Extensively researched story of Kalaupapa wins Hawaii Book of the Year Award.
|Kalaupapa - A Collective Memory was published by the University of Hawaii Press in 2012. The author is international coordinator of IDEA.|
On January 6, 1866, the first 12 people were sent to the remote Kalaupapa peninsula on the island of Molokai in Hawaii because they were thought to have leprosy. By 1949, nearly 8,000 people had been isolated there, over 90 percent of them native Hawaiians.
Kalaupapa - A Collective Memory tells the story of these people in their own words. For its "very important contribution to Hawaiian history," the book recently received the Samuel M. Kamakau Award for Hawai‘i Book of the Year for 2013 from the Hawaii Book Publishers Association.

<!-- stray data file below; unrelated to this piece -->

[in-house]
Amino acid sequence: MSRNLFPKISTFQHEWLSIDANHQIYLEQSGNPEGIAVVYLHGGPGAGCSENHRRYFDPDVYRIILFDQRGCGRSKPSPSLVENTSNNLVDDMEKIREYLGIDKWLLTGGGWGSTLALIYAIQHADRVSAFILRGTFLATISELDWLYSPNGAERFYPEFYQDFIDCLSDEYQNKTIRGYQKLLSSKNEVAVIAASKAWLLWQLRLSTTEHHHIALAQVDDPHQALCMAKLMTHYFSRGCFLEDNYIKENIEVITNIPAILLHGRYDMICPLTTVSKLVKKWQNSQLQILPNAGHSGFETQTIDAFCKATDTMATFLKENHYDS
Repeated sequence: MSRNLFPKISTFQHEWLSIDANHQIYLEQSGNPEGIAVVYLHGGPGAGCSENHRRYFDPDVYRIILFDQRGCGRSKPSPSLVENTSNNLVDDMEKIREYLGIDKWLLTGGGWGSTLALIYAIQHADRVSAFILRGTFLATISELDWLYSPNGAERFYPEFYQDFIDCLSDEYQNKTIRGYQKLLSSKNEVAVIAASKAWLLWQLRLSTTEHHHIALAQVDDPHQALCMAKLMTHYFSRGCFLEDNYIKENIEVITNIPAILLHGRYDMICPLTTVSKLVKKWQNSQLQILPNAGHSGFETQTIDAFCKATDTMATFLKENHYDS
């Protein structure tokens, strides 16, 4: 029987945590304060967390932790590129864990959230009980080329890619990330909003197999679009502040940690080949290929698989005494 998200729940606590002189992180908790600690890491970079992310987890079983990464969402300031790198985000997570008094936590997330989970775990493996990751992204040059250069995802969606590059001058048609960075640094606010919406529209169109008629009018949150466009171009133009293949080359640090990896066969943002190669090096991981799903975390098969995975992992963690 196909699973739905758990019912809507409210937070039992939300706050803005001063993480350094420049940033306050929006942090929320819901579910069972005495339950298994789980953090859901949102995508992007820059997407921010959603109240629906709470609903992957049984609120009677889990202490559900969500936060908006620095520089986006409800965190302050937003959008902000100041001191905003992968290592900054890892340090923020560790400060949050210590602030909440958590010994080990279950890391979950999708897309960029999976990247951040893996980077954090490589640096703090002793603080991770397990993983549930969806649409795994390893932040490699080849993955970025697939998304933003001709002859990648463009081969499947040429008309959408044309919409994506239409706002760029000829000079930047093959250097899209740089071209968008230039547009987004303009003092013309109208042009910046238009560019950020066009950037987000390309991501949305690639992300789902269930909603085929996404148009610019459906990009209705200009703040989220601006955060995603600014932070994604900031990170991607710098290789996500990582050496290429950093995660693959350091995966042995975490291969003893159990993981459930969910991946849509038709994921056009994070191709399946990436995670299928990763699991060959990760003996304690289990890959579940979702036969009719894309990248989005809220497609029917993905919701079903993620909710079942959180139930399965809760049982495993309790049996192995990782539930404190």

Author Anwei Skinsnes Law, who first visited Kalaupapa in 1968 as a teenager, based her book on extensive research of letters and petitions - more than 300 written by the early residents and translated from Hawaiian - and over 200 hours of oral history interviews. The work also includes 295 photos.
It has long been assumed that those sent to Kalaupapa were unconcerned with the world they were forced to leave behind, but this book shows that residents remained actively interested and involved in life beyond the confines of the peninsula that had become their home.
"The people of Kalaupapa have been speaking to us clearly and definitively for more than 145 years," Law writes in the Preface. "The objective of this Collective Memory is to bring those voices back into the history of Kalaupapa, the history of Hawaii, and the history of the world."